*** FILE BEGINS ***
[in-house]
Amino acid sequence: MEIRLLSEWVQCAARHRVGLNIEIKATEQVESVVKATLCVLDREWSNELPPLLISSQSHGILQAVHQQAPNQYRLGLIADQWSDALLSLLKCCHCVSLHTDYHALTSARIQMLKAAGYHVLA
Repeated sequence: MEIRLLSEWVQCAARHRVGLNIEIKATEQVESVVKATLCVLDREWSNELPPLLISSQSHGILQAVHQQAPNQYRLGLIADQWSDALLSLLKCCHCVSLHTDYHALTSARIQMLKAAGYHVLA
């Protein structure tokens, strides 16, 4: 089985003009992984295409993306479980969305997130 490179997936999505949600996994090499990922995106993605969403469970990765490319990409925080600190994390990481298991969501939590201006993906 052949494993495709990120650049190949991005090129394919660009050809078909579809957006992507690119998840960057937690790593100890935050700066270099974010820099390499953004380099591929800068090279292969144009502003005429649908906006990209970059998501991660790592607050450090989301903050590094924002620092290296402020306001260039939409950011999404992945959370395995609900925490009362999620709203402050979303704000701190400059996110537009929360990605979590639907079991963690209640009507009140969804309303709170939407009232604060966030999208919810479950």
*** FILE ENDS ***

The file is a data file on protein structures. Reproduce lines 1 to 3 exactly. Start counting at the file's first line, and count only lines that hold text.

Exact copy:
[in-house]
Amino acid sequence: MEIRLLSEWVQCAARHRVGLNIEIKATEQVESVVKATLCVLDREWSNELPPLLISSQSHGILQAVHQQAPNQYRLGLIADQWSDALLSLLKCCHCVSLHTDYHALTSARIQMLKAAGYHVLA
Repeated sequence: MEIRLLSEWVQCAARHRVGLNIEIKATEQVESVVKATLCVLDREWSNELPPLLISSQSHGILQAVHQQAPNQYRLGLIADQWSDALLSLLKCCHCVSLHTDYHALTSARIQMLKAAGYHVLA